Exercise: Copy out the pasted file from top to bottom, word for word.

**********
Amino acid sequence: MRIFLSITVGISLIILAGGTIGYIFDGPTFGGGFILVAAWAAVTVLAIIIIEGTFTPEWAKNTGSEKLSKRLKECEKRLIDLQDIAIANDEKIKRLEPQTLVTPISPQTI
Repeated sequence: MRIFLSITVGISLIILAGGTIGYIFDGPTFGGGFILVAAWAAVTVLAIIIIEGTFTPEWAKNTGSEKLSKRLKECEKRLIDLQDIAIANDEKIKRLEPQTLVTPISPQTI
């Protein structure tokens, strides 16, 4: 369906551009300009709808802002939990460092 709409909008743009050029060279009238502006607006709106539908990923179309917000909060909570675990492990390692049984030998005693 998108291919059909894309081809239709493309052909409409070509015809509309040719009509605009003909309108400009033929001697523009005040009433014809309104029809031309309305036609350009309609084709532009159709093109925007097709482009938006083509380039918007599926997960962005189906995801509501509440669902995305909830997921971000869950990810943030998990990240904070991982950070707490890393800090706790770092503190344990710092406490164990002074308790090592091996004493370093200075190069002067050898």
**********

Amino acid sequence: MRIFLSITVGISLIILAGGTIGYIFDGPTFGGGFILVAAWAAVTVLAIIIIEGTFTPEWAKNTGSEKLSKRLKECEKRLIDLQDIAIANDEKIKRLEPQTLVTPISPQTI
Repeated sequence: MRIFLSITVGISLIILAGGTIGYIFDGPTFGGGFILVAAWAAVTVLAIIIIEGTFTPEWAKNTGSEKLSKRLKECEKRLIDLQDIAIANDEKIKRLEPQTLVTPISPQTI
């Protein structure tokens, strides 16, 4: 369906551009300009709808802002939990460092 709409909008743009050029060279009238502006607006709106539908990923179309917000909060909570675990492990390692049984030998005693 998108291919059909894309081809239709493309052909409409070509015809509309040719009509605009003909309108400009033929001697523009005040009433014809309104029809031309309305036609350009309609084709532009159709093109925007097709482009938006083509380039918007599926997960962005189906995801509501509440669902995305909830997921971000869950990810943030998990990240904070991982950070707490890393800090706790770092503190344990710092406490164990002074308790090592091996004493370093200075190069002067050898």